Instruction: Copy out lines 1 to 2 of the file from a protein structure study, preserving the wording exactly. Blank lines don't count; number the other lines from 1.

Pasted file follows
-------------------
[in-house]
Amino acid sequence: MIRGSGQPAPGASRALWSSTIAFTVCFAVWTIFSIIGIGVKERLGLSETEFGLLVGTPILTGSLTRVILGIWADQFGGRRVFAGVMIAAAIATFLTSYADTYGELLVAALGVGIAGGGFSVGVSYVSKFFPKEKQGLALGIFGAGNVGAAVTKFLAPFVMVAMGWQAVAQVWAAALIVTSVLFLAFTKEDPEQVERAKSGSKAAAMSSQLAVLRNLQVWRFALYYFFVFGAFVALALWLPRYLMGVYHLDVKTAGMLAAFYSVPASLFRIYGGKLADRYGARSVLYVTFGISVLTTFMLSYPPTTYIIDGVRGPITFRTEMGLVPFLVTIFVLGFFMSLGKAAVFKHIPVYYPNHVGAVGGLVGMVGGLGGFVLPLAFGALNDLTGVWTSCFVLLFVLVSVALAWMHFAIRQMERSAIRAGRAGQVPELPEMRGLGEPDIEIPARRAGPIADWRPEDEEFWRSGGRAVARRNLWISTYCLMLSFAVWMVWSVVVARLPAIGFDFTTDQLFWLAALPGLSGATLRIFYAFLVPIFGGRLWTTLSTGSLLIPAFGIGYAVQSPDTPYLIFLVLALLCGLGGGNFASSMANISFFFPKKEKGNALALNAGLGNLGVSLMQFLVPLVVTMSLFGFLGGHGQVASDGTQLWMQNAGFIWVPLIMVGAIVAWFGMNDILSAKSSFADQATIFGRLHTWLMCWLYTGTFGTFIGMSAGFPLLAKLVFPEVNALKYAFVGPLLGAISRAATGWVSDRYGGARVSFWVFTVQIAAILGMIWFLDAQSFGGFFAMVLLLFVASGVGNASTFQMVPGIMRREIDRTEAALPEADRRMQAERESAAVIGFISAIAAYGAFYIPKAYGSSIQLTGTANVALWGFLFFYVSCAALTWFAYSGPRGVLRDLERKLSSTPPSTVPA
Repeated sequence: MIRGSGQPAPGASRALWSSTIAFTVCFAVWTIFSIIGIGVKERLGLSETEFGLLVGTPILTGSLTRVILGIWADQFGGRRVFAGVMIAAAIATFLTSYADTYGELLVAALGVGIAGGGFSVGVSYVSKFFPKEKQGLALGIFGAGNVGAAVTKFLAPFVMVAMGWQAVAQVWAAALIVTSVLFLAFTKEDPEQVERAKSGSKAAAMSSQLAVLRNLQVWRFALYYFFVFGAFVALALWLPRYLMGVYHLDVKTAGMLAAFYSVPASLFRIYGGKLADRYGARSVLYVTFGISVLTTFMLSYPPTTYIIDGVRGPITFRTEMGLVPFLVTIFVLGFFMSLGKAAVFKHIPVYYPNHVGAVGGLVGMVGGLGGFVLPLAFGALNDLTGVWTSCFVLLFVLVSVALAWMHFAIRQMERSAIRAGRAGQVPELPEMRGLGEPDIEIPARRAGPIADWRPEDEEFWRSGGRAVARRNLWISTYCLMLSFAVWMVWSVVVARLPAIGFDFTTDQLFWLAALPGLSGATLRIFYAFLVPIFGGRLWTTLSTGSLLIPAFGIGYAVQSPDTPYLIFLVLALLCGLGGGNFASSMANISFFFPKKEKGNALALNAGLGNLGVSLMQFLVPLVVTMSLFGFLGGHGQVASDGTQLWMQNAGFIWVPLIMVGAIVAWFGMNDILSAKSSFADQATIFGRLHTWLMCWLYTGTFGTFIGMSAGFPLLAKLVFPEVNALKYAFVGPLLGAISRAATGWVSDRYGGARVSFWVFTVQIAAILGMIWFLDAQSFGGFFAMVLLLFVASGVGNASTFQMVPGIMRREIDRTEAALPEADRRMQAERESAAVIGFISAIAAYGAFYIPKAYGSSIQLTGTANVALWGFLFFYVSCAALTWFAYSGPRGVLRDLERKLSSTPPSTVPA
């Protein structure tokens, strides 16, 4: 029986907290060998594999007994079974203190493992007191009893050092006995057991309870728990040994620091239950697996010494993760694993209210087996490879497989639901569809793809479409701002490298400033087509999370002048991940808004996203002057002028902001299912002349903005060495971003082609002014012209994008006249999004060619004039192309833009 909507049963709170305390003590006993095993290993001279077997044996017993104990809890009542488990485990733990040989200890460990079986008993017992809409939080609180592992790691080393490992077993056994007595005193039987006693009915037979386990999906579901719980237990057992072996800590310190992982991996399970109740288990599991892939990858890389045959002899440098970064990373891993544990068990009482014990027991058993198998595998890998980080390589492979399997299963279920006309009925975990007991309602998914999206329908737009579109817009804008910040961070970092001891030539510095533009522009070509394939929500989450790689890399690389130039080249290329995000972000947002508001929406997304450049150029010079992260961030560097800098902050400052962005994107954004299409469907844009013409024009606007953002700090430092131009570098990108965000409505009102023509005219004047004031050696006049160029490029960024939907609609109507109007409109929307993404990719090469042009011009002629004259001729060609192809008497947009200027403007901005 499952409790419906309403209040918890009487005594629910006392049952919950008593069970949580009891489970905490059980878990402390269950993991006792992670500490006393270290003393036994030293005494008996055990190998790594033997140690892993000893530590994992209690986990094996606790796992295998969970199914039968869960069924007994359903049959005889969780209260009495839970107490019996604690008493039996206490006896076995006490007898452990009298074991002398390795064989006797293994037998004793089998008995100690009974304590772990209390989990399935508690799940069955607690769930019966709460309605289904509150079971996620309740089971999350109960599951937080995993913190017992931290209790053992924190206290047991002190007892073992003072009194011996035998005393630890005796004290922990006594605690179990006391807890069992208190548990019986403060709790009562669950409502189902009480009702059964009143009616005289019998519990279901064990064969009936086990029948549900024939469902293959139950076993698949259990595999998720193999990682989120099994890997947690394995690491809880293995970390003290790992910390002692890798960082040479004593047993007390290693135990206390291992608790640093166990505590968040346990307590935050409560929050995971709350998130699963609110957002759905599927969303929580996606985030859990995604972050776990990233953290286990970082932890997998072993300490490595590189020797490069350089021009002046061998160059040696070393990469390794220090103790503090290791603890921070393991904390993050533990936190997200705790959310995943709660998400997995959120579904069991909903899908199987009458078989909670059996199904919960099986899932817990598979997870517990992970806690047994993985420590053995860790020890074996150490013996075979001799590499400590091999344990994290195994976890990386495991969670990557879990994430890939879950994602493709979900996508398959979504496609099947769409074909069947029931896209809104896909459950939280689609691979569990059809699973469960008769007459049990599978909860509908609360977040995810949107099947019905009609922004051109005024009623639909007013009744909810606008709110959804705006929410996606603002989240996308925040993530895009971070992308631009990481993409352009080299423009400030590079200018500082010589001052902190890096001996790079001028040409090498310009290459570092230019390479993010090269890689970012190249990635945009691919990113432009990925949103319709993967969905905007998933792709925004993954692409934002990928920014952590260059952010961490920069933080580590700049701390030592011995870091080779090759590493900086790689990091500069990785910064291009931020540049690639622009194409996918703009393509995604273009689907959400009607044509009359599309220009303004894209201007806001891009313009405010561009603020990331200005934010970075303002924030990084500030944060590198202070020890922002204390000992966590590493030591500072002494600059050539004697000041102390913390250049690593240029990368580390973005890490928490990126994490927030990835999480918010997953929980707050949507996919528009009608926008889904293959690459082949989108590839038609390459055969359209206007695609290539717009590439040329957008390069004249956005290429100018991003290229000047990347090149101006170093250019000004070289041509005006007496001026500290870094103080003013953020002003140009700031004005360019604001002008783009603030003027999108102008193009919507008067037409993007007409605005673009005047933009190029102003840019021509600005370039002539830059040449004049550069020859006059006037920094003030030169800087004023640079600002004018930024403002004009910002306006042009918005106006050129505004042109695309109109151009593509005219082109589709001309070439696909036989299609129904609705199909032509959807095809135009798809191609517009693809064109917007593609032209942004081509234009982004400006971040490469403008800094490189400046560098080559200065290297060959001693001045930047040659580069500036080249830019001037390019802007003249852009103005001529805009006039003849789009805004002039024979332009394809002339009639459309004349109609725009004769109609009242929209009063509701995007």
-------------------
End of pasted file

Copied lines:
[in-house]
Amino acid sequence: MIRGSGQPAPGASRALWSSTIAFTVCFAVWTIFSIIGIGVKERLGLSETEFGLLVGTPILTGSLTRVILGIWADQFGGRRVFAGVMIAAAIATFLTSYADTYGELLVAALGVGIAGGGFSVGVSYVSKFFPKEKQGLALGIFGAGNVGAAVTKFLAPFVMVAMGWQAVAQVWAAALIVTSVLFLAFTKEDPEQVERAKSGSKAAAMSSQLAVLRNLQVWRFALYYFFVFGAFVALALWLPRYLMGVYHLDVKTAGMLAAFYSVPASLFRIYGGKLADRYGARSVLYVTFGISVLTTFMLSYPPTTYIIDGVRGPITFRTEMGLVPFLVTIFVLGFFMSLGKAAVFKHIPVYYPNHVGAVGGLVGMVGGLGGFVLPLAFGALNDLTGVWTSCFVLLFVLVSVALAWMHFAIRQMERSAIRAGRAGQVPELPEMRGLGEPDIEIPARRAGPIADWRPEDEEFWRSGGRAVARRNLWISTYCLMLSFAVWMVWSVVVARLPAIGFDFTTDQLFWLAALPGLSGATLRIFYAFLVPIFGGRLWTTLSTGSLLIPAFGIGYAVQSPDTPYLIFLVLALLCGLGGGNFASSMANISFFFPKKEKGNALALNAGLGNLGVSLMQFLVPLVVTMSLFGFLGGHGQVASDGTQLWMQNAGFIWVPLIMVGAIVAWFGMNDILSAKSSFADQATIFGRLHTWLMCWLYTGTFGTFIGMSAGFPLLAKLVFPEVNALKYAFVGPLLGAISRAATGWVSDRYGGARVSFWVFTVQIAAILGMIWFLDAQSFGGFFAMVLLLFVASGVGNASTFQMVPGIMRREIDRTEAALPEADRRMQAERESAAVIGFISAIAAYGAFYIPKAYGSSIQLTGTANVALWGFLFFYVSCAALTWFAYSGPRGVLRDLERKLSSTPPSTVPA